Another reason to love The Worry Tiger is the back matter, featuring child friendly things to try to help feel calm, including tiptoeing , stretching, listening and breathing like a tiger.
This is fabulous combination of magical friendship and pertinent message, pitched perfectly for the age group .
DRAMA LLAMA (Rachel Morrisroe, Ella Okstad)
‘One day a worry comes to stay, and simply will not go away!’
Rachel Morrisroe and Ella Okstad’s Drama Llama (Puffin 2022) sees Alex Allen – a super worrier – with a seriously silly llama problem. The more Alex worries, the bigger the llama grows! Rachel’s snappy, energetic verse is dynamic and fun, while Ella’s illustrations— of the bright, pink, fluffy llama — are hilarious.
The ending has a powerful takeaway about living with a llama, rather than getting rid of it completely, meaning readers will not only be full of smiles but also empowered to share their worries. At the very back there is some further advice for managing worries.
SUPERHEROES DON’T GET SCARED (OR DO THEY?) (Kate Thompson, Clare Elsom)
Superheroes Don’t Get Scared (Or Do They?) (Welbeck, 2020) is an important story for young readers, told in a lively, dynamic rhyme. In this fast-paced but sensitive story, Maisy Brown learns that even the strongest and bravest heroes get scared sometimes, giving this story an empowering message for all wanna-be superheroes – we all get scared sometimes! Because bravery isn’t the absence of fear, it’s feel afraid and doing it anyway.
As well as a poignant message for little ones, this book is also a great story – with fun and memorable characters, including Burpnado, Specstacular and Bogey Boy, and lots to enjoy in the bright and colourful illustrations. All in all, a great book to share with a child who needs a little encouragement to take a big step.
SPLASH! (Claire Cashmore, Sharon Davey)
These are Claire’s big sisters.
They call her Bear and ruffle her hair.
And whatever Claire’s sisters can do,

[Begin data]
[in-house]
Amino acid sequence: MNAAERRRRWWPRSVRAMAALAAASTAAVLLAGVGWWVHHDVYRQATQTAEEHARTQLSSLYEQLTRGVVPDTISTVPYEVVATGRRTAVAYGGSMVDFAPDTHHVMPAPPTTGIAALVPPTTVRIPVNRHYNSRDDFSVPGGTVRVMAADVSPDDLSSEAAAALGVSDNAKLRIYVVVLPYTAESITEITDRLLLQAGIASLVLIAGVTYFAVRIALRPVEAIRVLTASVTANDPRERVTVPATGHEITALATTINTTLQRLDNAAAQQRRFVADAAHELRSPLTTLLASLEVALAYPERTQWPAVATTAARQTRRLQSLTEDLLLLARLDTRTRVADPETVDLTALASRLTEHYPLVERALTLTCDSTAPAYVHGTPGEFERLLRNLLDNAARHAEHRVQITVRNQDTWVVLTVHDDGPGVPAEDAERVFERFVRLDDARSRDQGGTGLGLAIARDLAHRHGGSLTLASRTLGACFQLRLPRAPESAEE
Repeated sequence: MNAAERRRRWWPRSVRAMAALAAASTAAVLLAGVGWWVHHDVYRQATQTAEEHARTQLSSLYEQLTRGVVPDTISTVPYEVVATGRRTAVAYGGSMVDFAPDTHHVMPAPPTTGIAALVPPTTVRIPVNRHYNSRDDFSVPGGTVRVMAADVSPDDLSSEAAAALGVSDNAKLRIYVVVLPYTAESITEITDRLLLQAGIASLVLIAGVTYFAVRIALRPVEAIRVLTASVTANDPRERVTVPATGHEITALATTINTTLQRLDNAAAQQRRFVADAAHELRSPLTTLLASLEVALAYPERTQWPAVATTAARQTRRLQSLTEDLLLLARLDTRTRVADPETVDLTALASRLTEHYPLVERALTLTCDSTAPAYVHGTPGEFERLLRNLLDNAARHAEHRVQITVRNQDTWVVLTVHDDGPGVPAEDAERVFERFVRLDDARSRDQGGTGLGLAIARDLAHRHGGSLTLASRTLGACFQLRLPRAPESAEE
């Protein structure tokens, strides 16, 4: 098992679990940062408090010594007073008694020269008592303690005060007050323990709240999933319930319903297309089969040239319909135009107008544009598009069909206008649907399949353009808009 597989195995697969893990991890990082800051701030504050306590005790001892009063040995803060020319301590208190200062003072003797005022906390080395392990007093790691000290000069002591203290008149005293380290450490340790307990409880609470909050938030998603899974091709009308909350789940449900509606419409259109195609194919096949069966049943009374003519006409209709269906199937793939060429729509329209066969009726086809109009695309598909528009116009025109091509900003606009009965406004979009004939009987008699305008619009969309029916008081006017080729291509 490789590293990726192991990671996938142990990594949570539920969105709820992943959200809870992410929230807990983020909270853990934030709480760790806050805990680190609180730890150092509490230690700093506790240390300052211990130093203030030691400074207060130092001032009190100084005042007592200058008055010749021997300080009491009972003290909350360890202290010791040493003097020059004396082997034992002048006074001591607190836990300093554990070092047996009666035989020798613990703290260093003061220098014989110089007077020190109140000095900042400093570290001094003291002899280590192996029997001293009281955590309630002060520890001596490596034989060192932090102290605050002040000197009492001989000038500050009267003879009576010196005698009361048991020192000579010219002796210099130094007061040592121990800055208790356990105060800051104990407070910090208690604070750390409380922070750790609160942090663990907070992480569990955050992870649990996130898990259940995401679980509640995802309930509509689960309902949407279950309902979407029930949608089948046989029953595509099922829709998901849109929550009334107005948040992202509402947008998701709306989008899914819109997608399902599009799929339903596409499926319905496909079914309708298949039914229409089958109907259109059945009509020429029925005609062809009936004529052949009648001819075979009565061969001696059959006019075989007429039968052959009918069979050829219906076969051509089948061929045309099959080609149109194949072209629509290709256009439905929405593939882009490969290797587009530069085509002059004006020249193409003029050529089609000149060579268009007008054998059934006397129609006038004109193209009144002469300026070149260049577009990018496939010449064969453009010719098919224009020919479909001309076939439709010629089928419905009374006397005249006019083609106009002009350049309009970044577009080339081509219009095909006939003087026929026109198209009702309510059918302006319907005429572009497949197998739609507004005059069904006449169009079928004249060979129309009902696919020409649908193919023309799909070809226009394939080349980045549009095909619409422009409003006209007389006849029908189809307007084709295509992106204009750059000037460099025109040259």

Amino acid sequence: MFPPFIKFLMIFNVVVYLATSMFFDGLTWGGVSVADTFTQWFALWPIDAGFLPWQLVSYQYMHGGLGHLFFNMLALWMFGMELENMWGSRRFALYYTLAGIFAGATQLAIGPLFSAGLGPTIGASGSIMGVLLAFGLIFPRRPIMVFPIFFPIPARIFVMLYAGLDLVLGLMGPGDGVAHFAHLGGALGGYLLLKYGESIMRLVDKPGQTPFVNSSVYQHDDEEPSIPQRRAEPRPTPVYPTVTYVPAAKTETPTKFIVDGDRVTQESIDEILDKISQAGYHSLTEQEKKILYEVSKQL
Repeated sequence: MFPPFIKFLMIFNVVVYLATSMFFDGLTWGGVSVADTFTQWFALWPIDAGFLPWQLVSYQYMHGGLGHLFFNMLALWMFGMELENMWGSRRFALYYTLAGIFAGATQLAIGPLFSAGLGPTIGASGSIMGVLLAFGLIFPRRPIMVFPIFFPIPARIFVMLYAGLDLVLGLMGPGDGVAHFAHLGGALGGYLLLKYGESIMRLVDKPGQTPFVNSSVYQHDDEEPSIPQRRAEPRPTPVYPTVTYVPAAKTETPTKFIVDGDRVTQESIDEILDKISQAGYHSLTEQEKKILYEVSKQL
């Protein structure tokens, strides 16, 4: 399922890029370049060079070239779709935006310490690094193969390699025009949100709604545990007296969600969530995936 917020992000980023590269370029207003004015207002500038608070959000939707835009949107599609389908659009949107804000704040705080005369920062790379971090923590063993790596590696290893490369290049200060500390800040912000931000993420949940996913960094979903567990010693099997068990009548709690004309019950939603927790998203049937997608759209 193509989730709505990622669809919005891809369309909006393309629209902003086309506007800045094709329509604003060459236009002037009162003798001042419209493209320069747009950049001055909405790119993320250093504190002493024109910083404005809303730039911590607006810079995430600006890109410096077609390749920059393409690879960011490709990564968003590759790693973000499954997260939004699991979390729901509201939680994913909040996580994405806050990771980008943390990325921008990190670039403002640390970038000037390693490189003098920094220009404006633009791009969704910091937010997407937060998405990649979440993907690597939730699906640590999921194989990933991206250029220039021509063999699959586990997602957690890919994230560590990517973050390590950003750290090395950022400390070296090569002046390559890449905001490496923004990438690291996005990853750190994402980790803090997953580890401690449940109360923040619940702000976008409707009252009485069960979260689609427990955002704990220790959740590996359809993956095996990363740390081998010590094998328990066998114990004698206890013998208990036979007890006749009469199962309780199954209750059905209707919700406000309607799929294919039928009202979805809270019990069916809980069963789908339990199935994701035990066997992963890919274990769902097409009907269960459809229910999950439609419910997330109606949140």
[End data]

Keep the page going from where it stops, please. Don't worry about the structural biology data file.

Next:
Claire can do too…
But there is one thing Claire can’t do!
Splash! (Farshore, 2021) is an empowering picture book following main character, Claire, as she navigates her worries around water. Claire would rather eat a pickle sandwich or be chased by a (real) bear than dip her toe in the swimming pool. But she learns to face her fear and is suitably proud of herself. Claire pushes herself further, entering swimming races. She doesn’t succeed immediately, learning a very important lesson – what she can’t do today, she’ll conquer tomorrow.
Author, Claire Cashmore, MBE and Paralympic gold medallist, was born without a left forearm – but she never let being different stand in the way of her big dreams. Her foreword explains that Splash! is partly inspired by personal experience as well as a lack of representation of people with a disability in books.
Sharon Davey’s joyful illustrations bring the story alive. The characters are bold but warm, reaffirming the fun and positivity rippling through this text.
SOMETIMES I JUST WONT (Timothy Knapman, Joe Berger)
Timothy Knapman and Joe Berger’s brilliant characters are back, this time in another fun story with an empowering message about giving things a try before you decide you don’t like them. In Sometimes I Just Won’t (Macmillan, 2022), the humourous, dynamic rhyme takes us by the hand and through the pages as we follow the main character who knows exactly what they like (and what they don’t).
But when the child becomes conflicted – meeting a scenario that combines both what they do and don’t like – the adult in their life encourages them to give the new thing a try. Maybe they’ll like it, but they might not! And that’s ok. At least they know for sure.
This picture book is funny and relatable, advocating to readers that sometimes you need to be brave and give things a try.
ME AND MY FEAR (Francesca Simon)
The main character in Me and My Fear (Flying Eye, 2018) has a secret – a tiny friend called Fear who keeps the girl safe and helps her explore new things. But when the girl moves to a new country, starts a new school and doesn’t speak the language, settling in is difficult and the girl’s personified Fear stops her doing things like playing and joining in. Fear even stops her from sleeping and the main character feels increasingly sad and lonely.
When a new boy reaches out, Fear shrinks and things improve. When the girl realises he has a secret fear too, their bond is strengthened. Things are still tricky at the new school – it takes time to adjust to big changes – but now the girl knows everyone has a little fear.
This book shows children that fear is important for keeping us away from danger, but also empowers them to manage their worries and mental health. We are all afraid at sometimes.